(HealthDay)—Many Americans most affected by the COVID-19 pandemic don’t believe that racism is associated with poorer health, a nationwide poll shows.
The ongoing poll of more than 4,000 lower- and middle-income Americans focuses on communities of color.
“It really struck us that—despite the virus’s spread across the country to all types of communities—there’s not a consensus view on the effects of systemic racism,” said lead author Katherine Grace Carman, a senior economist at RAND Corporation. RAND is conducting the poll, with support from the Robert Wood Johnson Foundation.
“Respondents see the impact of low incomes and living in a rural community on a person’s health, but race isn’t viewed with the same gravity,” she said in a Robert Wood Johnson news release.Just over 42% of respondents say systemic racism is one of the main reasons people of color have poorer health. About one-third disagree, and about a quarter are neutral.
Black respondents are much more likely (69.4%) than white ones (33.2%) to believe that systemic racism affects the health of people of color, according to the poll.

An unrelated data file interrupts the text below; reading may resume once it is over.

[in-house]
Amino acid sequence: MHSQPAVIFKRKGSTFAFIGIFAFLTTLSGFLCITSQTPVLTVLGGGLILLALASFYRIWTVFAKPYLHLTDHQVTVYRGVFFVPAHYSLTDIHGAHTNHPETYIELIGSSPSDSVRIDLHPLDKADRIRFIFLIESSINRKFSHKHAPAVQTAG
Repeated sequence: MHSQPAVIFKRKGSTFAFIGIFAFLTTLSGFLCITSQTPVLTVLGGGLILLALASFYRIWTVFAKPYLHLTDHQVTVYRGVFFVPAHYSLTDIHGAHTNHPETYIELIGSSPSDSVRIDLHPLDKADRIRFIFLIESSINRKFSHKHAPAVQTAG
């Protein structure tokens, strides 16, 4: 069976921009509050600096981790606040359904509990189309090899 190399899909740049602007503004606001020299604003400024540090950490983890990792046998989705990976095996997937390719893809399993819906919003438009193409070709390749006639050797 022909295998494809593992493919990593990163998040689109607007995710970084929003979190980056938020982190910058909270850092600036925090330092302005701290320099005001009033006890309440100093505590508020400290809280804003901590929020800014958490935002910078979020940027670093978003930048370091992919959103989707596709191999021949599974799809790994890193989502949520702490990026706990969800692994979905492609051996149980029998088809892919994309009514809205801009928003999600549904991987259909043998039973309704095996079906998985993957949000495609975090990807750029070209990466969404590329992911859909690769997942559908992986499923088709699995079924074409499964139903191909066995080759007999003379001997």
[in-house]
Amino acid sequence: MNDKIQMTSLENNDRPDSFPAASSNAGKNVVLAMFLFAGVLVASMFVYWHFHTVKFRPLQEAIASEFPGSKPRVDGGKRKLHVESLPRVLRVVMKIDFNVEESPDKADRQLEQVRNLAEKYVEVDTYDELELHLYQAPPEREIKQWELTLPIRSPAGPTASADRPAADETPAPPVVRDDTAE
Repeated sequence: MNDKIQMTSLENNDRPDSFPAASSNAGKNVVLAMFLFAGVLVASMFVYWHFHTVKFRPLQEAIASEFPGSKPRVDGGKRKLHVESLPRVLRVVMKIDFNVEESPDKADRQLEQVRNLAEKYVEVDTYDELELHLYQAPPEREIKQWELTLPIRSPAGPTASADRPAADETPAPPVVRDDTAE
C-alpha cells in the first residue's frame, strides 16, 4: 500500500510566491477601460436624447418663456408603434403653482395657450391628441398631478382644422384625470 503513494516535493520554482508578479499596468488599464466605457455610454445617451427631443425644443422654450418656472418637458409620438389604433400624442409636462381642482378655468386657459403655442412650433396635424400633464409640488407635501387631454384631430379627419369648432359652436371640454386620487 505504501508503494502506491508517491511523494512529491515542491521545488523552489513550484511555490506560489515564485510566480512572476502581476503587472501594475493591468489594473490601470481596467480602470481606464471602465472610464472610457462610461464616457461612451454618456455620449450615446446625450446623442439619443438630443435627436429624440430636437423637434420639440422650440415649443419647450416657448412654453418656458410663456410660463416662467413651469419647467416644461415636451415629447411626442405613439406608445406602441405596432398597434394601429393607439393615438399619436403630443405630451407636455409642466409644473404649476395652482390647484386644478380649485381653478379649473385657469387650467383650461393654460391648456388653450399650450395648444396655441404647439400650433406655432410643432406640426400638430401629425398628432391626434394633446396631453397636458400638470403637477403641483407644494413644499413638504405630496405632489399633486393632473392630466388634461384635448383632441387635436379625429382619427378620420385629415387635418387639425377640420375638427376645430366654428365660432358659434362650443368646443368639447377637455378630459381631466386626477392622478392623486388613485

Overall, pollsters found a slight increase in respondents’ willingness to risk their own health to return to pre-pandemic “normal.” But respondents who are Black or Hispanic are more likely (68.5%) to be cautious about taking health risks to move about freely than white respondents (53.4%).
More than 70% of respondents see the pandemic as a moment for positive change, such as expanding access to health care and reducing income inequality. Rates are slightly higher among respondents who are Black or Hispanic (72.5%) than among whites (69.3%).
Nearly two-thirds of respondents say the government should ensure health care as a fundamental right, but white respondents are less likely (60.4%) than all other races/ethnicities (74.1%) to support this.
More than two-thirds (68%) of Black respondents say they have lower trust in government, compared with 53.6% of Hispanics and 52.4% of whites.
The poll is following the same 4,000 people over time, and these findings were the second of four expected reports. The next one is due out in spring 2021.
Carman said political leaders need to understand that much more must be done to educate people about the root causes of inequities and then to ensure better health for all.
Brian Quinn, associate vice president of the Research-Evaluation-Learning unit at the Robert Wood Johnson Foundation, offered a similar view.
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